– kelalaka
    Sep 25 at 9:25

1 Answer 1

  1. If I use the 48-bit random nonce and change the key every day, would this solution be secure?

Well, every day, you will be (in aggregate) sending $20 \times 86,400 = 1,728,000$ encrypted messages each day. So, the expected number of pairs of transmissions that randomly pick the same 48 bit nonce is $\binom{1728000}{2} \times 2^{-48} \approx 0.005304$, that is, about one every 189 days or so.

So, the question is: are those odds too high for you? For me, that would be (unless the consequences of the adversary finding the xor of two random plaintexts is quite small), but that's really up to you.

  1. Is there a better solution for my problem?

The obvious alternative is to use nonrandom nonces. If each sender can remember how many messages it has sent that day, then (as Morrolan has suggested); give each sender a (say) unique 1 byte identifier, and have the nonce be the sender concatinated by a 20 bit count of the number of messages sent (which gives you another 20 bits to play with; possibly including a 20 bit message authentication code (to detect forgeries), or maybe putting a random value in there as a 'belt-and-suspenders' option, or maybe even using those 20 bits for something else in the protocol).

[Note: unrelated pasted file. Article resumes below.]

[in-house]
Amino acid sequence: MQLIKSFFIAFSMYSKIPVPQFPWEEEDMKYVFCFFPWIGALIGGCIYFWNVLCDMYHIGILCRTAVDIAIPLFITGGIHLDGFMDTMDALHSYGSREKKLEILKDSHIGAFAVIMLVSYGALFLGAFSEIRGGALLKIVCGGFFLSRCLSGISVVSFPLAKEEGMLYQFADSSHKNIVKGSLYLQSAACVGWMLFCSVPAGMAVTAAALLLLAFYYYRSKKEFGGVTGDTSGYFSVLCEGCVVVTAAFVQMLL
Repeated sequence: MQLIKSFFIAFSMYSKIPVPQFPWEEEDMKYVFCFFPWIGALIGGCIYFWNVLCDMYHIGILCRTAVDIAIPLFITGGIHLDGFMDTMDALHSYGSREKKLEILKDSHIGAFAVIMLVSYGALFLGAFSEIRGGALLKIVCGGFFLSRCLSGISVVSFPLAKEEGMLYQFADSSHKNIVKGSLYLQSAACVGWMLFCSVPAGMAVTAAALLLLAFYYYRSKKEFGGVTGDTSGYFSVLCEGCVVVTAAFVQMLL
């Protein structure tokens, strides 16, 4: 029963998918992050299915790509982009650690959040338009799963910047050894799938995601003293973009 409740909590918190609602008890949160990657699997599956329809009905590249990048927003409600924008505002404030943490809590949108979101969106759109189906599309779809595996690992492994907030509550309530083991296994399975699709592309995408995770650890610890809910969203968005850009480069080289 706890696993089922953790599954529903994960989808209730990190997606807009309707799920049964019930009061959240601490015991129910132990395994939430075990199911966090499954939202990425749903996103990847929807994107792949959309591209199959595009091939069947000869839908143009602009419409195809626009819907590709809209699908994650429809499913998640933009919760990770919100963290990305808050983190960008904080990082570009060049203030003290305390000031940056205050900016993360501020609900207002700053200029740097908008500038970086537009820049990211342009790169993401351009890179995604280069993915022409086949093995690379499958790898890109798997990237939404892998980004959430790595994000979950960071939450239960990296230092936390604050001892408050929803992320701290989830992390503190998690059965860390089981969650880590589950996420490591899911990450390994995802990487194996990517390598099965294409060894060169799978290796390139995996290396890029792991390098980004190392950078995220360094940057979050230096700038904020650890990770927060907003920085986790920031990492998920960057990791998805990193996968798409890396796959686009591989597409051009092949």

Alternatively, if the senders cannot remember how many messages they have sent (e.g. because they might reboot and forget), what you can do is have them send their 1 byte identifier followed by the current time of day (and 40 bits gives you enough space to express it in microseconds); again, if they have a rough idea about what time it is, this can work too.